former duchy, N central Germany, the part of Schleswig-Holstein S of the Eider River. Kiel and Rendsburg were the chief cities. For a description of Holstein and for its history after 1814, see Schleswig-Holstein.
..... Click the link for more information. and SchleswigSchleswig
, Dan. Slesvig, former duchy, N Germany and S Denmark, occupying the southern part of Jutland. The Eider River separates it from Holstein. German Schleswig forms part of Schleswig-Holstein. Danish Schleswig, known as North Schleswig (Dan.
..... Click the link for more information. .)
From 1773 the kings of Denmark held both duchies—Schleswig as full sovereigns, Holstein as princes of the Holy Roman Empire; both duchies were in personal union with, but not part of, Denmark. The Congress of Vienna (1814–15) did not change the status of the two duchies, except that the German Confederation had succeeded the Holy Roman Empire in its suzerainty over Holstein. A constitution for Holstein was guaranteed by the German Confederation.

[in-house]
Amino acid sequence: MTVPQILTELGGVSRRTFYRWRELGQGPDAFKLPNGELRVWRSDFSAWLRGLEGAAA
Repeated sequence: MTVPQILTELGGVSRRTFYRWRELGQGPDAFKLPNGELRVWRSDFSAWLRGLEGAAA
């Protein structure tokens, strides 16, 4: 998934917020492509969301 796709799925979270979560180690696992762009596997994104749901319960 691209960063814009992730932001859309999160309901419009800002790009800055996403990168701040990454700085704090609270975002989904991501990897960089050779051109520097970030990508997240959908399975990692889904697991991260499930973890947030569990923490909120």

Because of the growing national consciousness of the predominantly German population in the two duchies, any change in their status that would tie them more closely to Denmark was a potentially explosive issue. When King Christian VIII announced (1846) that succession by females was to apply not only to the Danish throne but to Schleswig as well, there was violent opposition among German nationalists, who feared the complete incorporation of Schleswig into Denmark. Nevertheless, on the pressure of the Danish nationalists, Frederick VII, who succeeded Christian, declared the complete union of Schleswig with Denmark in 1848. Revolution broke out in both duchies, a provisional government was established in Kiel, and the German Confederation came to the aid of the rebels and occupied the duchies. British intervention led to an armistice in the German-Danish fighting, but in 1849 the war was resumed. After inconclusive fighting, peace was made in 1850 between Prussia (which had been commissioned by the Confederation to conduct the war) and Denmark; both sides reserved their rights.